For what it's worth, the projection systems agree with you that the team would be better off with a Montero/Smoak platoon than with LoMo, Smoak and Hart all on the same roster, mostly because having Montero lets you fit the three guys into two slots so that you can put Saunders, Ackley and Almonte in the outfield rather than forcing Hart to run around out there on his damaged knees.
In the top of the 5th, Emilio Bonifacio doubled down the LF line, a soft line drive over Seager that rolled fairly short ... Ackley blazed over there in NFL Combine speed, whipped the ball back in and Bonifacio was minus one base.
It was a scintillating play. And the thought occurred, hey, man. Compared to Matt Holliday, Raul Ibanez, Dyan Viciedo :- ), Josh Willingham, Johnny Gomes, Carlos Quentin, and almost everybody playing left field right now ... Dustin Ackley could be a SERIOUS plus left fielder. Soon.
At the plate.
Dr. D saw a .gif at Lookout Landing, suggesting that Ackley was getting "wristier." Indeed he was! :: dancing the futterwacken :: Bee-yoo-tee-ful. Love it love it love, EET!
And, as a completely separate issue .... in the bottom of the 6th, we saw the specific base hit we wanted to see:
- Ackley saw three fastballs high - up the ladders
- On pitch four, Beeler threw a VERY good changeup down, dropping below the knees ...
- And Ackley flicked the bat like a willow switch, wrists only, and LINED it CASUALLY into RF for a single
That was it. That was the batting champion, gentlemen. A nice bright flash of it.
Ackley is .464 with an .821 SLG. That's 12-for-28 .... and most of those hits are extra bases.
Mike Blowers had a sharp-eyed comparison: he said Wade Boggs liked to hit off a soft front leg, too. As you'll recall, Boggsie was a wrist hitter. Blow is soft-spoken, but he sneaks up on you.
Crushed a long HR into his power alley, and lashed a single the other way. That's hitting for the cycle, in its essence.
Was asked on TV why he got bigger this winter; he pumped iron 3-4 days a week and is visibly bulked up. He smiled wryly and said, "When I came up, I realized there were some grown men up here." Everybody laughed.
He went on to talk about "driving the ball with authority" in 2014. You do realize that his OPS+ was 110 as a rookie, and it was a convincing 110. He's a See Ball, Hit Ball guy who hit the ground running, like some guys do ... Trout, Harper, and many lesser lights play well from day one. They don't overthink.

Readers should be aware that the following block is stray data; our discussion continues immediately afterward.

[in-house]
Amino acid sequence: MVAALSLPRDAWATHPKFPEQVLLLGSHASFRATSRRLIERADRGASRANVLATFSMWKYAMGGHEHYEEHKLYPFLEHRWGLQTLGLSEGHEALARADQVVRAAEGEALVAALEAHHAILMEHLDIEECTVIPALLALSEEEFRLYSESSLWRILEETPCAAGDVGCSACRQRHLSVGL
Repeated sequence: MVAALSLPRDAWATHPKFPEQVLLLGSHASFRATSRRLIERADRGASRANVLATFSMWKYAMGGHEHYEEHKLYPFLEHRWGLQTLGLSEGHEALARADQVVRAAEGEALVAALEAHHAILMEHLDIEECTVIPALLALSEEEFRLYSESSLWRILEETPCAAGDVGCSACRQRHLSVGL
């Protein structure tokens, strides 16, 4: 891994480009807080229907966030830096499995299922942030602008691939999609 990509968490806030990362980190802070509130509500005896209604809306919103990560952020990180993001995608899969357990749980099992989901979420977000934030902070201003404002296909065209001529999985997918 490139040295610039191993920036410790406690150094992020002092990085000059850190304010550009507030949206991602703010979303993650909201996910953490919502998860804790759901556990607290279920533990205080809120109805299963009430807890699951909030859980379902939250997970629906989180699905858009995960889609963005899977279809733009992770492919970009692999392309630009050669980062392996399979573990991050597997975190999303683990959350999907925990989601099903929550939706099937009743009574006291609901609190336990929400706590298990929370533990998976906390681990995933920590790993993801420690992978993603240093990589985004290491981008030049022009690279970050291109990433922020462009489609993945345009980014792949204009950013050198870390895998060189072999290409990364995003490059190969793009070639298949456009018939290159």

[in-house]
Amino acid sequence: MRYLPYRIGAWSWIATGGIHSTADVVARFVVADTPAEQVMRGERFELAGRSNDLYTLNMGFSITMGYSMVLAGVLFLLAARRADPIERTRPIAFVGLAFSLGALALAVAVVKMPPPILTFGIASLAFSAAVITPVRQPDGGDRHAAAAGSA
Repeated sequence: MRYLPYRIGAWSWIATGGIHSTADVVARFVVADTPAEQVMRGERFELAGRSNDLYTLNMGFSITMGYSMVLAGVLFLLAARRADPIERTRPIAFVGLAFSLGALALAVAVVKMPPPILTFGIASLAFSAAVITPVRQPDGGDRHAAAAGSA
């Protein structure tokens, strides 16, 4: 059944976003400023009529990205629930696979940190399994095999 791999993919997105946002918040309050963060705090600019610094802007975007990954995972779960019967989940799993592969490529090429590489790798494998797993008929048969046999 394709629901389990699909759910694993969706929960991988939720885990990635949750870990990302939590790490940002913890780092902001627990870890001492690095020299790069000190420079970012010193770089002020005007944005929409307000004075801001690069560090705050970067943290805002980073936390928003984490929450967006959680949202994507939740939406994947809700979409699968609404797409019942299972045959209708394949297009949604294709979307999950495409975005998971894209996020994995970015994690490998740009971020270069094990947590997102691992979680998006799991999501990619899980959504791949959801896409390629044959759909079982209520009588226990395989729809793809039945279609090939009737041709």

Point is: don't rule out an OPS+ of 100-and-plenty.
The added upper body has also improved his throwing arm at short.
Even if Nick Franklin can cobble a decent UZR at short, it's hard to imagine anybody beating out Brad Miller. This guy is just as liable to rack up 4-5 WAR right now.
The lineup tonight was pretty much Robinson Cano and eight kids, so in the big picture you've got some arguments with Mr. Probability. I can't imagine that Cano feels the M's have delivered on their winter promises. That said, Brad Miller rocks. He deserved to have the MLB logo modeled on him.
McClendon said pointedly that everybody still in camp has a chance to make the 25. That's not literally true, of course, but it might (or might not) mean that Jesus is not "blackballed."
Ken Sims praised Montero's weight, which means that Sims is passing along an improved vibe from the shot-callers.
Came up in the 9th, with the M's several runs in arrears. There was a left hand pitcher facing him. Montero casually -- third time's a charm, Mr. Grammar -- casually smeared the ball on one bounce off the LF fence.
Dr. D would much, MUCH rather have Jesus Montero on the squad than Logan Morrison, although you could figure a way to keep both. (Don't miss Mojician's sparkling cross on the issue, however.)
Looks vintage. Throwing the hook for strikes at will ... you might say, casually. This guy is liable to be the M's best reliever, provided he's not closing.